"This is well structured and approaches 2010 in terms of its weight and depth of fruit. Deep spiced damson on the nose, you would be hard pressed not to say that this is as good as very many Cru Bourgeois 1st wines. Huge depth, similar to the 2018 but a little higher acidity, a little less round, a little more classic Pauillac in character. This is confident and serious with lots of tannins. A great 2nd wine, and a reminder of the consistently successful winemaking that is happening at this estate. Drinking Window 2024 - 2038. 93 points" Jane Anson, Decanter Magazine “The 2019 Réserve de la Comtesse is conspicuously deep in colour. The bouquet takes time to unfurl with exceedingly pure blackberry, raspberry and cassis aromas, the oak seamlessly integrated. The palate is very well balanced with fresh acidity, fine grain tannins, a touch of salinity developing towards the finish that has more grip than previous vintages. Superb. 92-94 points" Neal Martin, Vinous.com “Deep garnet-purple in color, the 2019 Reserve de la Comtesse hits the ground running with aromas of warm black and red plums, stewed cherries and mulberries wafting out of the glass plus hints of spice cake, violets, bouquet garni and Ceylon tea. The medium to full-bodied palate appears a bit weightier than the grand vin, with more open-knit, richer fruit at this youthful stage, delivering a plush texture and plenty of freshness, finishing with lingering notes of plum preserves. 92-94 points" Lisa Perotti-Brown, RobertParker.com Close
|Red||2019||Vieux Château Certan||75cl||£540 per case of 3||IB|
|Red||2019||Vieux Château Certan||75cl||£1,060 per case of 6||IB|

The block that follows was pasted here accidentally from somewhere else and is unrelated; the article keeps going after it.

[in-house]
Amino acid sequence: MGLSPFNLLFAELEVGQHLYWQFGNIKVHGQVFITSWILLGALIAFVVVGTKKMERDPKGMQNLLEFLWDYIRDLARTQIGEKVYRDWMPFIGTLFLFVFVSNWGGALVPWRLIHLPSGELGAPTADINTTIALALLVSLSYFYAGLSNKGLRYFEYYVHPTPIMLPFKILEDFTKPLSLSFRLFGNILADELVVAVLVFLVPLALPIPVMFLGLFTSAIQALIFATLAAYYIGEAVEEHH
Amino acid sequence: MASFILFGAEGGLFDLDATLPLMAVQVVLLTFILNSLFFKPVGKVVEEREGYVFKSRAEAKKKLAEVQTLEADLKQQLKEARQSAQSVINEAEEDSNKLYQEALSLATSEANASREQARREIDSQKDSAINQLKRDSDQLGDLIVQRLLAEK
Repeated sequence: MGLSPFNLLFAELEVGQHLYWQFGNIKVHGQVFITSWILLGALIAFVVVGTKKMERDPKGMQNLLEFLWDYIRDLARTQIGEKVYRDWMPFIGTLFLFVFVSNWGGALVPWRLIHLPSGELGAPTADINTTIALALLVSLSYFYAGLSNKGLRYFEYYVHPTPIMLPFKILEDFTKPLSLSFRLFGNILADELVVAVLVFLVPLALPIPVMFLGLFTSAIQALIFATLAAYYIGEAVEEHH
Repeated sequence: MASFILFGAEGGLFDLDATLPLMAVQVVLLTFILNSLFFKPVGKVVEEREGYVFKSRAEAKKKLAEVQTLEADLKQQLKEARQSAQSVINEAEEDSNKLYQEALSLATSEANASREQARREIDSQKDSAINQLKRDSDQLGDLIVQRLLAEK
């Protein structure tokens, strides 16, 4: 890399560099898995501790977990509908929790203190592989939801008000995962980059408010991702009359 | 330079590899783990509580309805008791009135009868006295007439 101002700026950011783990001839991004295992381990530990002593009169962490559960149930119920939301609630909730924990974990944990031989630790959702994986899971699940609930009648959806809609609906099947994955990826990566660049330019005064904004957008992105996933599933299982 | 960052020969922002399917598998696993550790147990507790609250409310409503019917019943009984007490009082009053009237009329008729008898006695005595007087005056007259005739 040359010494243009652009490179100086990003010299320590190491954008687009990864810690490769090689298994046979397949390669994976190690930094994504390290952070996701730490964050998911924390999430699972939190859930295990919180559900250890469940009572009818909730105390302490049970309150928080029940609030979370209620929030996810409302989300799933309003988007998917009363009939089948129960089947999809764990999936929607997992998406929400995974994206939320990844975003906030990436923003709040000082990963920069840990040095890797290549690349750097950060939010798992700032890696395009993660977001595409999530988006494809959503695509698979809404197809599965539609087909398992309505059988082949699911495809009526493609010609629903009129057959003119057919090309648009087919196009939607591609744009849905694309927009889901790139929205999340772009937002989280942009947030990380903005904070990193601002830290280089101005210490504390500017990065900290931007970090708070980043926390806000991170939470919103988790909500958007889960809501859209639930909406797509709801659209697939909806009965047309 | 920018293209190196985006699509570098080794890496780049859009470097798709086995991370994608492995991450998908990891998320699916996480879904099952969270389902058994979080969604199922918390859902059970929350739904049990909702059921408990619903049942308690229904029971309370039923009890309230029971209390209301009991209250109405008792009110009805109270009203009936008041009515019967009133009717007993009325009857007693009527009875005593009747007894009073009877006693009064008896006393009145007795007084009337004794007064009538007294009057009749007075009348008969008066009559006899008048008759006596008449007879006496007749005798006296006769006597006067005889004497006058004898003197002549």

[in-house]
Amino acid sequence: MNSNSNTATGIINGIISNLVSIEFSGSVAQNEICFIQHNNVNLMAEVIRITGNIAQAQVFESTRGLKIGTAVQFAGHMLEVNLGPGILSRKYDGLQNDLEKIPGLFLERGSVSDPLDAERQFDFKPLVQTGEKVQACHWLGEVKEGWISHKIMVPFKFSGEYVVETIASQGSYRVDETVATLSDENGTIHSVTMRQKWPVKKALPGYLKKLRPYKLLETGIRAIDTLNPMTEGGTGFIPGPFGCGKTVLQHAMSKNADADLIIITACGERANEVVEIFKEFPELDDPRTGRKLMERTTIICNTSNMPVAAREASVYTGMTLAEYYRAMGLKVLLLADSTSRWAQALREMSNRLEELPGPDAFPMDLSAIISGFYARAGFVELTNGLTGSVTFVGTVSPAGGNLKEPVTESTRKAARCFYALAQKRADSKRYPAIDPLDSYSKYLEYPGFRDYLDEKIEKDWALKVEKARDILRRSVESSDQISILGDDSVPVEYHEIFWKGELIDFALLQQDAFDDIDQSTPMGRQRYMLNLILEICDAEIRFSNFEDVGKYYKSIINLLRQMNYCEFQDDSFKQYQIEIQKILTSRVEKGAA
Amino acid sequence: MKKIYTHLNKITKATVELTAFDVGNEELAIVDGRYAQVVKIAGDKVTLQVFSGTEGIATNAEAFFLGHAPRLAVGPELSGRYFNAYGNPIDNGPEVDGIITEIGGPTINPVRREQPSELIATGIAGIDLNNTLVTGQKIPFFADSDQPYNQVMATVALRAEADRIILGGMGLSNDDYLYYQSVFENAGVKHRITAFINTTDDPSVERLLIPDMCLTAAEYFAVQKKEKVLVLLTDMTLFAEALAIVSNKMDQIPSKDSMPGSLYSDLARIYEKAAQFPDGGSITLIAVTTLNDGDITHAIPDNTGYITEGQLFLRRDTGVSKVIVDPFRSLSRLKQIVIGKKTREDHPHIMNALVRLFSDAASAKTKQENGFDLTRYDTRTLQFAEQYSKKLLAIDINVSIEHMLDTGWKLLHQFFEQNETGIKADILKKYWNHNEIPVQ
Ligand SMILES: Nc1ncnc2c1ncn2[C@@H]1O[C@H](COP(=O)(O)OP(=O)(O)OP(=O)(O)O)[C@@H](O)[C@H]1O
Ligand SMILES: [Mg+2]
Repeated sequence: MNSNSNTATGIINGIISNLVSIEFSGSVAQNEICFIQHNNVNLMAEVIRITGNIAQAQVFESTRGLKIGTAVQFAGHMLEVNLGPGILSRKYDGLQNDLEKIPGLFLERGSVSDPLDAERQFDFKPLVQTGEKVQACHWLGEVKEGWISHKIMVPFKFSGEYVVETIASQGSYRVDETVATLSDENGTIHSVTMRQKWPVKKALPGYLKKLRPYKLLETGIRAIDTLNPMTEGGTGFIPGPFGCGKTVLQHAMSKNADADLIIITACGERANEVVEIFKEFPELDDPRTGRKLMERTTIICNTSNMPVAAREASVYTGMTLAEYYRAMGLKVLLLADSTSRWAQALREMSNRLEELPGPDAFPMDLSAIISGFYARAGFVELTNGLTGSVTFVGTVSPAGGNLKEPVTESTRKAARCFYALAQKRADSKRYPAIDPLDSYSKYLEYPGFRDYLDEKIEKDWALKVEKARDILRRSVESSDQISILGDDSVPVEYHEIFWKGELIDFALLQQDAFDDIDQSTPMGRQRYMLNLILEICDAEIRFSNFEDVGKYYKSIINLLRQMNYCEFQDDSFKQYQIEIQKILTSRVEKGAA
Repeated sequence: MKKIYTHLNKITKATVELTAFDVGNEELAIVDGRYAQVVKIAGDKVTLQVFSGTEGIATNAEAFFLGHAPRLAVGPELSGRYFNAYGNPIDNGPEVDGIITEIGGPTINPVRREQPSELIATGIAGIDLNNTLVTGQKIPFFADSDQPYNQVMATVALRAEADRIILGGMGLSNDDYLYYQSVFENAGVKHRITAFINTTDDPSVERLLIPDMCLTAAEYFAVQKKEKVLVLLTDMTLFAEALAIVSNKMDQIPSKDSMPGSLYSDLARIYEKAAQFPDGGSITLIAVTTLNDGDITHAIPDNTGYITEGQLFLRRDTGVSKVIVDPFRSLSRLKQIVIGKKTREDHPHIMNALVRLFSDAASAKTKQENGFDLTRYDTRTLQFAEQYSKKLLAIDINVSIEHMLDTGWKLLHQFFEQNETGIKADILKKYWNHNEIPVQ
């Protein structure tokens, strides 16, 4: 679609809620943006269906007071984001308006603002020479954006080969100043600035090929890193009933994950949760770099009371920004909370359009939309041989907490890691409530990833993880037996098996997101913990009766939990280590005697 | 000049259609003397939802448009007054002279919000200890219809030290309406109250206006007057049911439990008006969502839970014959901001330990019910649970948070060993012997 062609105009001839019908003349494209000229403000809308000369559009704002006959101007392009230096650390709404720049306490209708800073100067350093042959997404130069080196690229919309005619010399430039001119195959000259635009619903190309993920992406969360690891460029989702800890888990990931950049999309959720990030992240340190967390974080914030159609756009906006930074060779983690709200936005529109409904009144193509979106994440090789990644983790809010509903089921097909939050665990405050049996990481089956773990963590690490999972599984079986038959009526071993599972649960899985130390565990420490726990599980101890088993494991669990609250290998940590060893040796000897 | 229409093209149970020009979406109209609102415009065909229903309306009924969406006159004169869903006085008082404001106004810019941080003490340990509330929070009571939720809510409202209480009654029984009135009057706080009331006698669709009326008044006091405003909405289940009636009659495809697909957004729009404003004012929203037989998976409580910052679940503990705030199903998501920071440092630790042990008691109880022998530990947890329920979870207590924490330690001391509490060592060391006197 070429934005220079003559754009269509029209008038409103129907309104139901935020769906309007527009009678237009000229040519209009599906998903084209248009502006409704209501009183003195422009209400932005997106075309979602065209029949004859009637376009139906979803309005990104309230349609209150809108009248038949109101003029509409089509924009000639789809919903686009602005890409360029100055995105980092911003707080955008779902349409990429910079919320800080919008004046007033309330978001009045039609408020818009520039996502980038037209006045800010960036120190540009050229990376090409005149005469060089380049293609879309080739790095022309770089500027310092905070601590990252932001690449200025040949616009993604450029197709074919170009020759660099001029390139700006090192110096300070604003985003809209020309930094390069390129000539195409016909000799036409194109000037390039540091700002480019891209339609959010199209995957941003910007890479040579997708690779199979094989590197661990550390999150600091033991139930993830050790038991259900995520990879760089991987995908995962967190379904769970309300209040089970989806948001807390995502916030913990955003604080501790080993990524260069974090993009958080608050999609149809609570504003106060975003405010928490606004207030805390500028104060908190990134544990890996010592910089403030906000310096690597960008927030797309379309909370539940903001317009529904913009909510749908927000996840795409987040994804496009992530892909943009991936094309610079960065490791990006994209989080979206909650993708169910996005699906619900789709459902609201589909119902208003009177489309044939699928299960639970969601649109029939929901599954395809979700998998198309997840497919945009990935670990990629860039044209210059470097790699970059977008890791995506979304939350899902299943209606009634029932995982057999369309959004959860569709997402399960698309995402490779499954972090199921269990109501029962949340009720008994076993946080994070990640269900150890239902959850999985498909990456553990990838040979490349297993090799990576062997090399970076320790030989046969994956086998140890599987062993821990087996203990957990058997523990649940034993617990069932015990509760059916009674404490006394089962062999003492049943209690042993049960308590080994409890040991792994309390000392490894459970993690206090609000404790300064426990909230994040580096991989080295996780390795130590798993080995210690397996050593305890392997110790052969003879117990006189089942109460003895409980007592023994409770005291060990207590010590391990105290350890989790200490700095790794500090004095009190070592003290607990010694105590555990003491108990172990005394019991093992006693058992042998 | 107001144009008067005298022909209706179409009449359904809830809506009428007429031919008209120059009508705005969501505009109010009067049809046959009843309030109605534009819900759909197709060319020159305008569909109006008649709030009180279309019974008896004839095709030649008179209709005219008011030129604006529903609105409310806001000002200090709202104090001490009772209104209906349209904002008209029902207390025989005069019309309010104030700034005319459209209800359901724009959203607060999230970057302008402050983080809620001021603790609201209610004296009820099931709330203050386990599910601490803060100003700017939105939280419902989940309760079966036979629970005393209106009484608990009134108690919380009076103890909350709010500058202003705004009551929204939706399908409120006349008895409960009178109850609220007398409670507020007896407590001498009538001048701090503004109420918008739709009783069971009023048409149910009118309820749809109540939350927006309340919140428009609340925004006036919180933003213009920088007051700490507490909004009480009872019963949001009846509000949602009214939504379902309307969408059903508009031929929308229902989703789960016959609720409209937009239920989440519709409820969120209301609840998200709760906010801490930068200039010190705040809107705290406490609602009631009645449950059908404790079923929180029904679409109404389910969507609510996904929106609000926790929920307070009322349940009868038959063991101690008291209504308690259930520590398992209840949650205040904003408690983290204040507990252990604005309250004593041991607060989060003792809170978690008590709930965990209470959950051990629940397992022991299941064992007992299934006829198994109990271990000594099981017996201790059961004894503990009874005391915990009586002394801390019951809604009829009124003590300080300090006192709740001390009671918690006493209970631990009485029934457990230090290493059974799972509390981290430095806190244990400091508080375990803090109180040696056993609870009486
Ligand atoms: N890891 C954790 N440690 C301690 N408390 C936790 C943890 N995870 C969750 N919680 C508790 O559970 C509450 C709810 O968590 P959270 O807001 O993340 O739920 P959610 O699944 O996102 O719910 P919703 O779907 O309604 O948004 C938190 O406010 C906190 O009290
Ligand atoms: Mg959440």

"A wonderful wine, great depth of black fruit but extremely balanced, lace and s... Read more
"A wonderful wine, great depth of black fruit but extremely balanced, lace and satin. The aromatics open up almost immediately to show raspberry and redcurrant fruits. It's extremely complete; but mainly it just makes you want to enjoy it - no aggression to these tannins. 66% new oak, all the estate's Cabernet Sauvignon and Cabernet Franc grapes are here (with the 2nd wine 100% Merlot), and it surely helps give this sapidity and flavoursome savoury character. 3.75pH. A yield of 42hl/ha, so a good quantity, around the same as in 2018. Drinking Window 2026 - 2042. 97 points" Jane Anson, Decanter Magazine "The 2019 Vieux Château Certan is deep in colour. It has a fabulous, very intense nose that explodes from the glass with billowing scents of black cherries, freshly shaved black truffles, raspberry and light rose petal aromas. The palate is so sensual and seductive on the entry, its creamy texture irresistible and completely disguising the structure underneath. Interestingly this VCC really comes into its own after 12-hours of opening, revealing more quintessential Pomerol characteristics and more grip on the finish. Alexandre and Guillaume Thienpont fashioned a brilliant follow-up to the glorious 2018. 96-98 points" Neal Martin, Vinous.com "The nose is so beautiful, offering dried flowers, white pepper and other spices. Yet,there’s also bright, blue fruit. Tar, too. Love the depth of fruit here. The wine flows across the palate with so well integrated tannins. You just want to drink it. Glorious. The cabernet in this makes it almost Medoc-like. A blend of 78% merlot, 15% cabernet franc and 7% cabernet sauvignon. 98-99 points" jamessuckling.com "Very deep purple-black in color, the 2019 Vieux Château Certan slowly opens out to reveal a heart-stopping perfume of red roses, kirsch, black raspberries, violets and star anise over a powerful core of plum preserves, blueberry pie and boysenberries plus hints of cardamom, sandalwood and Ceylon tea. Medium to full-bodied, the palate is achingly graceful, featuring tightly wound layers of crunchy blue and black fruits with tannins so ripe and finely grained, you really have to look for them. The acidity here is absolutely seamless, and the finish explodes into an array of mineral sparks. Be prepared to fall head over heals for this one. 97-100 points" Lisa Perotti-Brown, RobertParker.com Close